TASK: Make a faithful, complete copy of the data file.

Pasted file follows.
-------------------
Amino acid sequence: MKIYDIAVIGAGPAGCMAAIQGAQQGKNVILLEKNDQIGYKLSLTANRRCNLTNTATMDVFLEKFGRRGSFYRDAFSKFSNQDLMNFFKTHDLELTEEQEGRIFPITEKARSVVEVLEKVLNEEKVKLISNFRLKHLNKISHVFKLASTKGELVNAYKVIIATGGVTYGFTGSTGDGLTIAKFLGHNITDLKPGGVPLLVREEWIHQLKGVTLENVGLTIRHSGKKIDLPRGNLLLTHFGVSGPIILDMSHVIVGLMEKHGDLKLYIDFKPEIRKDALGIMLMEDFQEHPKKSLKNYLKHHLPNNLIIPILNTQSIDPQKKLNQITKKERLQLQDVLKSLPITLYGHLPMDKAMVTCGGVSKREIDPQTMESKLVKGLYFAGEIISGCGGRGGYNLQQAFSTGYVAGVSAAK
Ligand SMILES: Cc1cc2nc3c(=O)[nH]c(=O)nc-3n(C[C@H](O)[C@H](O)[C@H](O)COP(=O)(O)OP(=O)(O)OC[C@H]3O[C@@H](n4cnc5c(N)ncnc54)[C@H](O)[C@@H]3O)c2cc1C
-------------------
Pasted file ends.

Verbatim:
Amino acid sequence: MKIYDIAVIGAGPAGCMAAIQGAQQGKNVILLEKNDQIGYKLSLTANRRCNLTNTATMDVFLEKFGRRGSFYRDAFSKFSNQDLMNFFKTHDLELTEEQEGRIFPITEKARSVVEVLEKVLNEEKVKLISNFRLKHLNKISHVFKLASTKGELVNAYKVIIATGGVTYGFTGSTGDGLTIAKFLGHNITDLKPGGVPLLVREEWIHQLKGVTLENVGLTIRHSGKKIDLPRGNLLLTHFGVSGPIILDMSHVIVGLMEKHGDLKLYIDFKPEIRKDALGIMLMEDFQEHPKKSLKNYLKHHLPNNLIIPILNTQSIDPQKKLNQITKKERLQLQDVLKSLPITLYGHLPMDKAMVTCGGVSKREIDPQTMESKLVKGLYFAGEIISGCGGRGGYNLQQAFSTGYVAGVSAAK
Ligand SMILES: Cc1cc2nc3c(=O)[nH]c(=O)nc-3n(C[C@H](O)[C@H](O)[C@H](O)COP(=O)(O)OP(=O)(O)OC[C@H]3O[C@@H](n4cnc5c(N)ncnc54)[C@H](O)[C@@H]3O)c2cc1C